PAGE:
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Copyright is the expression of personal ownership of an idea or concept published in the public realm. In order to claim copyright you would have to prove that the concept or idea is original and yours personally which could always be a problem with a model design of an existing thing. This is because copyright of the image and thing already exists for the original designer. Your personal interpretation of the model would be copyrightabe as you created it but enforcement of the image would be impossible as you don't own that. A patent is awarded for an invention or original thing that exists in the corporeal world so it must be a physical thing and not the idea for a model that you designed. To be awarded a patent your invention ahs to be new and original or an original amendment to an existing thing, as papermodelling has existed for years that wont ever happen here. Hope that clears it up slightly!
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Old 08-21-2012, 11:24 PM
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Copyrights= printable media (includes anything that can be put on a cd/paper/dvd) "copy" says it all. Can it be copied-the designer/author has rights.

Patents = mechanical ideas/devices that is why you have to submit a working device for patent. The drawn plans/printed descriptions for patents fall under copyright laws.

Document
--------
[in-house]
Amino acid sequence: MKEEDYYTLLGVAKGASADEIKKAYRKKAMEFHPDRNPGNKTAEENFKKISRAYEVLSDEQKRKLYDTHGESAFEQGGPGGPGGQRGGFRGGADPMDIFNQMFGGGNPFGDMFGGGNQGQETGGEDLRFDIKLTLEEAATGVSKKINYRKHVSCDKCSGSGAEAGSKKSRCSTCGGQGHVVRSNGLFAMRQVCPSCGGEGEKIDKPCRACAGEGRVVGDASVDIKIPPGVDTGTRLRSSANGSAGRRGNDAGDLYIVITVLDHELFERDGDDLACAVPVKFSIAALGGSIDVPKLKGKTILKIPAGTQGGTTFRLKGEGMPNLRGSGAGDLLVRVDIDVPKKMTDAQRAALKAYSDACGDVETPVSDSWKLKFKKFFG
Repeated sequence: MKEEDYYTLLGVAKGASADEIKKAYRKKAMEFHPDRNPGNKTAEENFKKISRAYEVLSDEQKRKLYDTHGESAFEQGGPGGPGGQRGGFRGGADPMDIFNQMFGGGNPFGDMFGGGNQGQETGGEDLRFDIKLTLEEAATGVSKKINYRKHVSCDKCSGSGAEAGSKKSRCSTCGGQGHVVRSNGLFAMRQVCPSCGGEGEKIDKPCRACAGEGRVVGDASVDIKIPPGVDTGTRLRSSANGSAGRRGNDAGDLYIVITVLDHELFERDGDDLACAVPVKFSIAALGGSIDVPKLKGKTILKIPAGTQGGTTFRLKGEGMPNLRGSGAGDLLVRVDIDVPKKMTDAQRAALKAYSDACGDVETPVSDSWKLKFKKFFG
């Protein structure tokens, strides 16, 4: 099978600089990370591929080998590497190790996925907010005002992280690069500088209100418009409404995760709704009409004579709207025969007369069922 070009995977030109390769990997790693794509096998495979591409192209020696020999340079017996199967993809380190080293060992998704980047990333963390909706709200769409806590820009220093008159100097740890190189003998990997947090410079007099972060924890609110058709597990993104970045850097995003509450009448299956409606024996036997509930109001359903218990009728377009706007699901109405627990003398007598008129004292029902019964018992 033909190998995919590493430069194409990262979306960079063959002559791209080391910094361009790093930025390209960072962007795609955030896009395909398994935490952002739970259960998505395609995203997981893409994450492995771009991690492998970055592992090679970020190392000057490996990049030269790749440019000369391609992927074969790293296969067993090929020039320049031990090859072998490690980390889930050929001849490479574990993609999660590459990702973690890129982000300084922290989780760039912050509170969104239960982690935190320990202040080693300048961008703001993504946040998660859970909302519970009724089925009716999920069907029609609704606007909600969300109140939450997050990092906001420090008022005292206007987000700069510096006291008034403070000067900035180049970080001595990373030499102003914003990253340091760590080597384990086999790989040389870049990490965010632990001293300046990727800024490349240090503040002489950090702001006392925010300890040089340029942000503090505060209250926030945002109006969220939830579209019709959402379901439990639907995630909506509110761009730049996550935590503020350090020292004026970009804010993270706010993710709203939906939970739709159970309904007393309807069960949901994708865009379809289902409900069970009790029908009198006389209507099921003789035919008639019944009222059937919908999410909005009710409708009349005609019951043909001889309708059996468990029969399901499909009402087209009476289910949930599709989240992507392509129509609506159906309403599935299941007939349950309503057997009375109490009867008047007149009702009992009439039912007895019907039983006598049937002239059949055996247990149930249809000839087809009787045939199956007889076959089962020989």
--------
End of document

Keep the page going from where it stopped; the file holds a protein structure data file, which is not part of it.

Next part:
Trademarks are totally different-can be a logo, shape, name, phrase, almost anything unique to the designer that the designer wants to protect from others using it.

Mike
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Old 08-22-2012, 10:13 AM
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Quote:
Originally Posted by mbauer View Post
Copyrights= printable media (includes anything that can be put on a cd/paper/dvd) "copy" says it all. Can it be copied-the designer/author has rights.

Patents = mechanical ideas/devices that is why you have to submit a working device for patent. The drawn plans/printed descriptions for patents fall under copyright laws.

Trademarks are totally different-can be a logo, shape, name, phrase, almost anything unique to the designer that the designer wants to protect from others using it.

Mike
You're actually a little restrictive, Mike. For example, you could not get a patent for a simple metal drawer pull -- but if its shape were distinctive enough, you could claim a copyright for your original design. As you say, if it can be copied, copyright can apply, even if the copies consist of metal, concrete, or other materials.

Trademark law may be even more complicated than copyright law, because trademarks pertain to a kind of product, not just to the owners. For example, Companies A, B, and C could each own the trademark "Inspiration," if A made plumbing fixtures, B made optical products, and C made computers. And an important rule is that you must always use your trademarks as adjectives -- you may not say, "Buy an Inspiration today," you must say instead, "Buy an Inspiration computer today." Terms such as "escalator" and "cellophane" lost their original trademark status because the owners were not careful about this usage. Then there's the distinction between simple trademarks and registered trademarks -- as mentioned, the whole subject is very complicated. Fortunately, the only members of this forum who need to be concerned are those who trademark their lines of commercial models.